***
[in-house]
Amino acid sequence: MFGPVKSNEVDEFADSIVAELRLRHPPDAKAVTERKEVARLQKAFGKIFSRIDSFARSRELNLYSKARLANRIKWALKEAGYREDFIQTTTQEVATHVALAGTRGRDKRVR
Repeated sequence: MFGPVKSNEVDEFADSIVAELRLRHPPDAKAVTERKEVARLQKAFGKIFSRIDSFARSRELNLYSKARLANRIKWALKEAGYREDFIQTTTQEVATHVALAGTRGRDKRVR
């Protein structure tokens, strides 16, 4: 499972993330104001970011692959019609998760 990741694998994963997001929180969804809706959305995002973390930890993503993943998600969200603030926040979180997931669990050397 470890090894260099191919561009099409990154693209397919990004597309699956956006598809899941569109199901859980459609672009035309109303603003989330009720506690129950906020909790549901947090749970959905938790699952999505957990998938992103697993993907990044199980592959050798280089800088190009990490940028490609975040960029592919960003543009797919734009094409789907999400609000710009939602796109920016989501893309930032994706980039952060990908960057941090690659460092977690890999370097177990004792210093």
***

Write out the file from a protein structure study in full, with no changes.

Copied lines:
[in-house]
Amino acid sequence: MFGPVKSNEVDEFADSIVAELRLRHPPDAKAVTERKEVARLQKAFGKIFSRIDSFARSRELNLYSKARLANRIKWALKEAGYREDFIQTTTQEVATHVALAGTRGRDKRVR
Repeated sequence: MFGPVKSNEVDEFADSIVAELRLRHPPDAKAVTERKEVARLQKAFGKIFSRIDSFARSRELNLYSKARLANRIKWALKEAGYREDFIQTTTQEVATHVALAGTRGRDKRVR
């Protein structure tokens, strides 16, 4: 499972993330104001970011692959019609998760 990741694998994963997001929180969804809706959305995002973390930890993503993943998600969200603030926040979180997931669990050397 470890090894260099191919561009099409990154693209397919990004597309699956956006598809899941569109199901859980459609672009035309109303603003989330009720506690129950906020909790549901947090749970959905938790699952999505957990998938992103697993993907990044199980592959050798280089800088190009990490940028490609975040960029592919960003543009797919734009094409789907999400609000710009939602796109920016989501893309930032994706980039952060990908960057941090690659460092977690890999370097177990004792210093």